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Stroke: No Longer a Disease of the Rich, Nor the Old

Posted on Nov 08, 2013 by Ailee Slater ()  | Tags: stroke, hemorrhagic stroke, ischemic stroke, The Lancet medical journal

When the brain doesn’t get enough blood, it loses function rapidly. Within a few moments of a blood supply cut off, the stroke victim will experience weakness in the face, difficulty moving their arms, and potentially, loss of consciousness. If blood flow is cut off for an extended period of time, difficulties in movement and speech can be long-lasting and require months of even years of rehabilitative therapy. Around the world, about 15 million people experience a stroke every year, and unfortunately, stroke is a problem that appears to be getting worse. 

According to two new studies published in The Lancet medical journal, stroke-related fatalities and disabilities could double by the years 2030. What’s more, both studies also found that stroke victims are becoming more widespread, and younger and younger. In the past, stroke primarily affected the elderly; before 1990, just one quarter of stroke patients were under age 65. Now, however, more than 31 percent of people who suffer a stroke fall into this younger age range. Why are younger people having more strokes? 

Medical researchers say that poor lifestyle choices are one major reason for the increase in youthful stroke victims. People between the ages of 20 to 64 used to have a very small chance of experiencing a blood clot and subsequent cut off of blood supply to the brain; but now, due to tobacco use, less exercise and less healthy diets, young adults are putting themselves at risk of blood clots and strokes. High blood pressure greatly increases the risk of stroke, as does high cholesterol. Therefore, a diet rich in processed red meat along with a cigarette habit can greatly increase a person’s chance of experiencing a stroke. As more and more countries around the world integrate fast food and processed meals into their diets, more incidences of stroke are likely to occur. 

Researchers also say that because recreational drug use can increase the risk of stroke, young people who use illegal drugs may be putting themselves in danger of having a stroke. In a commentary piece for The Lancet, Dr. Yannick Bejot with the University Hospital of Dijon wrote that younger adults need to be educated about the risks of stroke as they relate to the use of drugs such as marijuana and cocaine. People who take cocaine or other stimulants such as methamphetamine greatly increase their chance of stroke, especially with frequent use of those drugs.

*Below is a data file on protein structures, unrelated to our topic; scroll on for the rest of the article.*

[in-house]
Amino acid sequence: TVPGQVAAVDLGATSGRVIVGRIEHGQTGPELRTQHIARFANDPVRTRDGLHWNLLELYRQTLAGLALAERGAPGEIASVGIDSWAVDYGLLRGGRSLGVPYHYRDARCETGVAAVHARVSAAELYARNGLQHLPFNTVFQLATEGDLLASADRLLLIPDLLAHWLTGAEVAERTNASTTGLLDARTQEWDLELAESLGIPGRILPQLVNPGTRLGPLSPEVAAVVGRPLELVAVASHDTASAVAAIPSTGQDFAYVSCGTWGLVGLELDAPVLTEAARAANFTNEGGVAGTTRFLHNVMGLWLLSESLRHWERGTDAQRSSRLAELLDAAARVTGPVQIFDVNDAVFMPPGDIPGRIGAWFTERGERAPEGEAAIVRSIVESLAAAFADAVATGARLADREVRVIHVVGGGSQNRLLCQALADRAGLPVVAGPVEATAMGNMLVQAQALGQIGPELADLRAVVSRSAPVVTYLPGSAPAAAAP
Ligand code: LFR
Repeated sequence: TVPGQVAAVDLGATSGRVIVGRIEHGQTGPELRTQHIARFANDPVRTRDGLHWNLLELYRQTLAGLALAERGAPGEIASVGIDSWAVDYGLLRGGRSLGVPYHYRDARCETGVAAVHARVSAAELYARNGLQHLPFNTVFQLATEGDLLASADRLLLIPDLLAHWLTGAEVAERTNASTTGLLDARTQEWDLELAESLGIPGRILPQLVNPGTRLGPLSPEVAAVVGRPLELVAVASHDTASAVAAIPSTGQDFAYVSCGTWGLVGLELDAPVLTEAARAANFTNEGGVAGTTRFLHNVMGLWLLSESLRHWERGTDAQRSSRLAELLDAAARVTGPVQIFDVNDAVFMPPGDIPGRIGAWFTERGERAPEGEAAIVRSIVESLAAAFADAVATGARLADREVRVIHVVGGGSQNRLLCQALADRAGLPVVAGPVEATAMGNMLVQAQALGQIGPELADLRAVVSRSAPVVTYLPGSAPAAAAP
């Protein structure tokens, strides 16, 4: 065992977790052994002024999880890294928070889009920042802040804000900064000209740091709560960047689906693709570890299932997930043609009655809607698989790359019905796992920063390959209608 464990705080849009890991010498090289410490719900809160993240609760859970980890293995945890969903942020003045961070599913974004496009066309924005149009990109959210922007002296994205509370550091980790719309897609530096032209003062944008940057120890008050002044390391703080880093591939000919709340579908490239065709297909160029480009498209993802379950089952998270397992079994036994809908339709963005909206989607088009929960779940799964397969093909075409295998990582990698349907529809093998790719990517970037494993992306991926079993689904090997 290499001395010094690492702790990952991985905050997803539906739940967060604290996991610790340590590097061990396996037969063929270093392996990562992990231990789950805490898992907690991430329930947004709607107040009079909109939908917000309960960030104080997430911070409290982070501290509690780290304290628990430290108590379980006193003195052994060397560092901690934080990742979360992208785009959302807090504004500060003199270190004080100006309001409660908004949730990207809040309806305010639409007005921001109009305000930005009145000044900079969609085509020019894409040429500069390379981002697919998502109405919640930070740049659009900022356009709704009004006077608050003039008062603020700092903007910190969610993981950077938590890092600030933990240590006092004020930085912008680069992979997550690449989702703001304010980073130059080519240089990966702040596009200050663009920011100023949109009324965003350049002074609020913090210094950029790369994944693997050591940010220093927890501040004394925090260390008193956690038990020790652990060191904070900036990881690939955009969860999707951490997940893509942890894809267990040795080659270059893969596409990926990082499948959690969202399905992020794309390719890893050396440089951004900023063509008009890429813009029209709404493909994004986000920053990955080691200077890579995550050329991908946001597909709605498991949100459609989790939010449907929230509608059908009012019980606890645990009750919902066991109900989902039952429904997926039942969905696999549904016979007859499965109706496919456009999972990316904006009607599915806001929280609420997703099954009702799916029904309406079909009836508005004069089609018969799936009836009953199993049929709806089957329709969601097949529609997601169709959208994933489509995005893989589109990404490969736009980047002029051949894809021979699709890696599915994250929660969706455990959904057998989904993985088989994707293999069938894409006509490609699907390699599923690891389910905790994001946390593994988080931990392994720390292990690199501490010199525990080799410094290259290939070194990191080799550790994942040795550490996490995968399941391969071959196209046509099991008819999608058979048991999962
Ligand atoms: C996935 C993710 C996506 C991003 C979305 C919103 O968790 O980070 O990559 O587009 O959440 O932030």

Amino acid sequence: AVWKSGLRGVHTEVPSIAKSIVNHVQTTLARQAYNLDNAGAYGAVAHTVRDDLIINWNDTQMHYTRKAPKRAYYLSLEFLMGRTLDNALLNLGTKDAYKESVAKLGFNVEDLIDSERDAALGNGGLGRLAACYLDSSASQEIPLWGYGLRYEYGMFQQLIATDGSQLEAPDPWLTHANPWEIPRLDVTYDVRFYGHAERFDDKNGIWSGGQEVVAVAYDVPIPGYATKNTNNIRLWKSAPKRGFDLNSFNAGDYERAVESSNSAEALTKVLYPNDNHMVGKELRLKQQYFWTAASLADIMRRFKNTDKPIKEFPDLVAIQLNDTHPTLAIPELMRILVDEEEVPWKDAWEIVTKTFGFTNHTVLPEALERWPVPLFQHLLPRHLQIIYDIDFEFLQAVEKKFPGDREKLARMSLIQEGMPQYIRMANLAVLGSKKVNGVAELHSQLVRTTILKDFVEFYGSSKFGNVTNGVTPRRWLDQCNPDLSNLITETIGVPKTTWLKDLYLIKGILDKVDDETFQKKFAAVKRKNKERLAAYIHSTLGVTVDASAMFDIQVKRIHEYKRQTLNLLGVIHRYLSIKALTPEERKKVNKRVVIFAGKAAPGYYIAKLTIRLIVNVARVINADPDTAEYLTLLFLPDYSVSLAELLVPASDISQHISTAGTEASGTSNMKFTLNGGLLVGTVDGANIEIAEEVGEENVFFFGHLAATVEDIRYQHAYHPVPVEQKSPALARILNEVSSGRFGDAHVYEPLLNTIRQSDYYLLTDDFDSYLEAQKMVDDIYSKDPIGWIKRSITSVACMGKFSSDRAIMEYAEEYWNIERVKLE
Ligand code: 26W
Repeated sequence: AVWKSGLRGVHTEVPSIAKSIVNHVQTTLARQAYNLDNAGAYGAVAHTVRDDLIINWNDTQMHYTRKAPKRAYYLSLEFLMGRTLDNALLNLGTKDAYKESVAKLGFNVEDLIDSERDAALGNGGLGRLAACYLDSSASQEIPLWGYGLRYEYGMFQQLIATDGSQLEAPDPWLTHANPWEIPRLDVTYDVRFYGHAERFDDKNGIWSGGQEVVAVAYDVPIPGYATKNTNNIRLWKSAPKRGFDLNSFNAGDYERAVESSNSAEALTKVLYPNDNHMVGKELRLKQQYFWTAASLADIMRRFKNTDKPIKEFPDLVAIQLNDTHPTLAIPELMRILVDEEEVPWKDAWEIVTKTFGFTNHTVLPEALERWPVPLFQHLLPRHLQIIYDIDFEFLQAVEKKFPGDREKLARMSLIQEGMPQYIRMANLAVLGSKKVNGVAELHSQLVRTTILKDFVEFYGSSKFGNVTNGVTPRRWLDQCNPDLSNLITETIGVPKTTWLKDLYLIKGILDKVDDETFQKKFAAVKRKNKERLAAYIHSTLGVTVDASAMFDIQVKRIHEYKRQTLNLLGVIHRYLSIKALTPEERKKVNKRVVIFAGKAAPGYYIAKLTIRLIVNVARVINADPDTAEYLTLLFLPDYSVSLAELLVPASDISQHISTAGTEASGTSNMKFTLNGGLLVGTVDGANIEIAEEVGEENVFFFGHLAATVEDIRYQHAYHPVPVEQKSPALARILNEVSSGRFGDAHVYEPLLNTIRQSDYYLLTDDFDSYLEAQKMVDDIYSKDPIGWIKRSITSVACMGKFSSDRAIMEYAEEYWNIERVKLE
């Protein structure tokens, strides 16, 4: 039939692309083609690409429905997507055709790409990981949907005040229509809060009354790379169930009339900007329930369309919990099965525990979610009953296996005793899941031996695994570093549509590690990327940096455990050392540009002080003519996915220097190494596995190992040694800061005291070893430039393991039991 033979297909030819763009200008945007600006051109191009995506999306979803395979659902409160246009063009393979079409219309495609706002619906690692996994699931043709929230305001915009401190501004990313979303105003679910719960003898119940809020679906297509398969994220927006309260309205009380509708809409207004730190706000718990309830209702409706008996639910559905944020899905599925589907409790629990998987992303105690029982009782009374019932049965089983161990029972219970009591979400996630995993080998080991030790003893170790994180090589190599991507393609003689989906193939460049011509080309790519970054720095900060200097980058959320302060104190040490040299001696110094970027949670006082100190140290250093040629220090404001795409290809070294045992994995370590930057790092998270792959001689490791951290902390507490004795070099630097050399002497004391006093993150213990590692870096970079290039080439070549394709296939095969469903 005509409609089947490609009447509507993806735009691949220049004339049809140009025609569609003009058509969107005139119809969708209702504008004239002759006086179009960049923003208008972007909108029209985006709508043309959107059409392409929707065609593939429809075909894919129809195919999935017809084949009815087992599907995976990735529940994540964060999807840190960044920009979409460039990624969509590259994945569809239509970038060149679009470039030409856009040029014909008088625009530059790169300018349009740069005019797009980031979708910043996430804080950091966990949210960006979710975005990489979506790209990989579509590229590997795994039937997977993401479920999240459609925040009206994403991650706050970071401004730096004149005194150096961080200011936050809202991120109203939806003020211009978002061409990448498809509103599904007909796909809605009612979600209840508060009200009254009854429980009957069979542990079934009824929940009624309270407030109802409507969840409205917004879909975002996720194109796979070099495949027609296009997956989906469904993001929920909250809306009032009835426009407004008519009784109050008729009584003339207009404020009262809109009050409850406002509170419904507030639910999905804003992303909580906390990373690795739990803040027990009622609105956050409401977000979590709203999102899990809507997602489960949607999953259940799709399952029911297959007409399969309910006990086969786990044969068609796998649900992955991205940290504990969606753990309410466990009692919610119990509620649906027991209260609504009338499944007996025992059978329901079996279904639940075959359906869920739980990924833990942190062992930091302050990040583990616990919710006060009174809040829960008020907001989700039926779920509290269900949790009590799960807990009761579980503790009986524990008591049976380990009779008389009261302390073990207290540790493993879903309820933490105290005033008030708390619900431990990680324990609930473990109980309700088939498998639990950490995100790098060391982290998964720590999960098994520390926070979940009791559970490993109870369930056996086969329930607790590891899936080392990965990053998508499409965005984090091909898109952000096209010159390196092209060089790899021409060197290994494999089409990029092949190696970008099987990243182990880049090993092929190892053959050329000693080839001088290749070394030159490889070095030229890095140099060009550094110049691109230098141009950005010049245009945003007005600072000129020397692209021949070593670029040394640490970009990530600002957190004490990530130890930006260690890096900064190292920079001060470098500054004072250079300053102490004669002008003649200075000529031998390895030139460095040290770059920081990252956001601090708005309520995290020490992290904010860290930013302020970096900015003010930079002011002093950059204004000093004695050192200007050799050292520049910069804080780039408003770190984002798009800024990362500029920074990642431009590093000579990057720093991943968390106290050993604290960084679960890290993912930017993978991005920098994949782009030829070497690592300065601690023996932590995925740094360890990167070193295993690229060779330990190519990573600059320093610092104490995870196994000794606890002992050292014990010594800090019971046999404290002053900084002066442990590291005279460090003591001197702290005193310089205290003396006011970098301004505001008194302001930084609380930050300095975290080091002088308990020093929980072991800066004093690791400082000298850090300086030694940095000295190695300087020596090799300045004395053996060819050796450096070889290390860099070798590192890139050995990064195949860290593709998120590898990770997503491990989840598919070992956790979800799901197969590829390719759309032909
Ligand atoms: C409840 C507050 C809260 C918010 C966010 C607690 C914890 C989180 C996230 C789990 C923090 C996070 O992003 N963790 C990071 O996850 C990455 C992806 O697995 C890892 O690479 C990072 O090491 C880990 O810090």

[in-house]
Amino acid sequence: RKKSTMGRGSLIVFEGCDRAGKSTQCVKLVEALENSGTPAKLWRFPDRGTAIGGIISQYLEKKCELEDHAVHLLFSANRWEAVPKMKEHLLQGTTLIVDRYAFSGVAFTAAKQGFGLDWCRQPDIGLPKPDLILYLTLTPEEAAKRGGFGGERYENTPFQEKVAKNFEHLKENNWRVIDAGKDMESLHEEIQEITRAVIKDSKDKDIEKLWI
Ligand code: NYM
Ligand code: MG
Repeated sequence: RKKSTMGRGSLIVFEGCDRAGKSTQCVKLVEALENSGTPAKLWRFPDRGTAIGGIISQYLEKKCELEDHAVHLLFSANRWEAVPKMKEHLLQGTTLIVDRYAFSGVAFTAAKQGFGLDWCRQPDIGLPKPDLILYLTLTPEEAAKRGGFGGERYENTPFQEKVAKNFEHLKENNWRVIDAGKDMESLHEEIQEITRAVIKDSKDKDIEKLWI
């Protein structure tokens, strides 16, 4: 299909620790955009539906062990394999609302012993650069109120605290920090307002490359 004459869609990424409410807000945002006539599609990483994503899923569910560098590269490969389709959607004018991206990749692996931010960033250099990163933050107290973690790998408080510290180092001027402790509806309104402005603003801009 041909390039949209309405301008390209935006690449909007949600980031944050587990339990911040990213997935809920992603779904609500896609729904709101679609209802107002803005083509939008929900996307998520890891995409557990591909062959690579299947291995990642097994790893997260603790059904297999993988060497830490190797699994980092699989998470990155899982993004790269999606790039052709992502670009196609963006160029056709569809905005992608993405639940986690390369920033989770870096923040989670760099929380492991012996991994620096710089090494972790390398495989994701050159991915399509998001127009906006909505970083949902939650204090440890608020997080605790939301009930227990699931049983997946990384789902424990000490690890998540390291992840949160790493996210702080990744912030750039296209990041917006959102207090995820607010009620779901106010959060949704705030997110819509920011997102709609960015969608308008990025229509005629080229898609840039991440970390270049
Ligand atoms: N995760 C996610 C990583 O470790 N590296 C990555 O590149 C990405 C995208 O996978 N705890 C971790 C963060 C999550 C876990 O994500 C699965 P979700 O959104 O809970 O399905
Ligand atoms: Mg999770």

Clearly, stroke is not just a disease that affects the elderly. Interestingly, research from The Lancet as well as other recent studies has also poked holes in another commonly held belief about stroke: that it is a disease of the rich, or at least of those who can afford to live with very little exercise and eat a diet high in cholesterol. 

Although lifestyle choices such as lack of fitness and caloric consumption do account for a large number of stroke cases, researchers also point out that many new victims of stroke are people living in lower-income countries who experience a hemorrhagic stroke. This type of stroke does not occur because of a clot and blockage of blood. Instead, during a hemorrhagic stroke, a blood vessel in the patient’s brain will burst, leaking blood onto the surrounding brain tissue. A hemorrhagic stroke is less common than an ischemic stroke, wherein clotting of the arteries leads to a build-up of plaque and the eventual blockage of blood to the brain. Both types of stroke can cause serious damage, but a hemorrhagic stroke is more fatal. Whereas an ischemic stroke temporarily deprives the brain of oxygen, a hemorrhagic stroke can cause serious and irreversible damage to the tissue of the brain. 

Researchers are not yet sure why hemorrhagic stroke occurs more often in developing as opposed to developed countries, but they do have some theories. In a 2006 World Health Organization (WHO) report on cerebrovascular disease, researchers pointed out that hemorrhagic stroke seems to be related to blood pressure and cholesterol in a unique and inverse way: when a person has high blood pressure but low cholesterol, a hemorrhagic stroke appears more likely to occur. People in low-income countries have less access to blood pressure medication, while at the same time tend to eat diets that are low in cholesterol. It’s possible that when combined, these two factors are leading to greater hemorrhagic stroke susceptibility in developing countries. 

The WHO report on cerebrovascular disease found that in high-income countries, hemorrhagic stroke accounts for 15 percent of all stroke cases, wherein in low- and middle-income countries, around 30 percent of strokes will be hemorrhagic. Because hemorrhagic stroke is also made more likely by risk factors such a smoking and tobacco use, this type of stroke may increase in low-income countries in the future: if blood pressure medication remains inaccessible, diets stay low in cholesterol and use of tobacco increases, all evidence shows that hemorrhagic stroke will become more common. In fact, it already has. The Lancet studies showed that since 1990, incidences of hemorrhagic stroke in the developing world have increased by around 19 percent. 

This research from The Lancet and the World Health Organization indicates that in the future, stroke education and prevention efforts should be directed toward young adults as well as the elderly, and toward low-income as well as high-income nations. As long as the myth persists that young people are safe from stroke, or that it’s a disease which can only affect people with high-cholesterol diets, incidences of both types of stroke are likely to grow.


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